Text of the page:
Pope Francis said on Sunday that he was following “attentively” the “often complex” life of Catholics in China, without directly referencing a 90-year old cardinal arrested in Hong Kong this month.
“I attentively and actively follow the often complex life and the matters of the faithful and pastors, and I pray every day for them,” the pontiff told the public gathered in St. Peter’s Square.
Francis said he took the chance to “assure them once again of my spiritual closeness.”
Retired cardinal Joseph Zen, one of the most senior Catholic clerics in Asia, was among a group of veteran democracy advocates arrested in Hong Kong earlier this month for “colluding with foreign forces.”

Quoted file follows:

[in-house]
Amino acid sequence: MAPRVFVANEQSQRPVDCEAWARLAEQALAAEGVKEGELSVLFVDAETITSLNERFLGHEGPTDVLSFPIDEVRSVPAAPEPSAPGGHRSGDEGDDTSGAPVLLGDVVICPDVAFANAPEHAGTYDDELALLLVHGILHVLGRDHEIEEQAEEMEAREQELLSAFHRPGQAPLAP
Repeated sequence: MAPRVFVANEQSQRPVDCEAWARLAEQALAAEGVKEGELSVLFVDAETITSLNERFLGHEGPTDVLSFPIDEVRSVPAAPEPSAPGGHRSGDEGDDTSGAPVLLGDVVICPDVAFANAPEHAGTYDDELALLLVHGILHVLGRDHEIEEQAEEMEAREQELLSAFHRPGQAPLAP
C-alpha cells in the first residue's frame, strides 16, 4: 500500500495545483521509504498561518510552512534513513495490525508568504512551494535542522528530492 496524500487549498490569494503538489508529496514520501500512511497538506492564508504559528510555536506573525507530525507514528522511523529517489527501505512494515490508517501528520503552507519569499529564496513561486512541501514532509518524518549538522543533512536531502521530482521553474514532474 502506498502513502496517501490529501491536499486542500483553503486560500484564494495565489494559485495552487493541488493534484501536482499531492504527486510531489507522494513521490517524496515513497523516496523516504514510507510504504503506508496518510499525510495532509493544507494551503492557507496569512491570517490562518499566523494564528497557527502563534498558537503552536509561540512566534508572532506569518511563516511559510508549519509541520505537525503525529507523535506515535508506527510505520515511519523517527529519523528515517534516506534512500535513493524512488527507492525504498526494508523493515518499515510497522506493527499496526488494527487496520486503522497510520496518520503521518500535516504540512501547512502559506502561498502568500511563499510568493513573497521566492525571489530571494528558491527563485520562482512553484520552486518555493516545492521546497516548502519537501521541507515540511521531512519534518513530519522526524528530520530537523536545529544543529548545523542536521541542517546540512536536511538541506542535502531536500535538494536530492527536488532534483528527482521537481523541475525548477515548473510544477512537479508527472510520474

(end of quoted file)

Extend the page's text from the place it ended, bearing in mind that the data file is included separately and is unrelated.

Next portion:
Those detained were all trustees of a now-disbanded defense fund that helped pay legal and medical costs for those arrested during the huge and sometimes violent democracy protests three years ago.
The Vatican said at the time it was concerned by Zen’s arrest and “following the development of the situation very closely”.
Zen has been critical of the Vatican’s decision to reach a compromise with China over the appointment of bishops on the mainland, and critics have accused the Vatican of downplaying his arrest.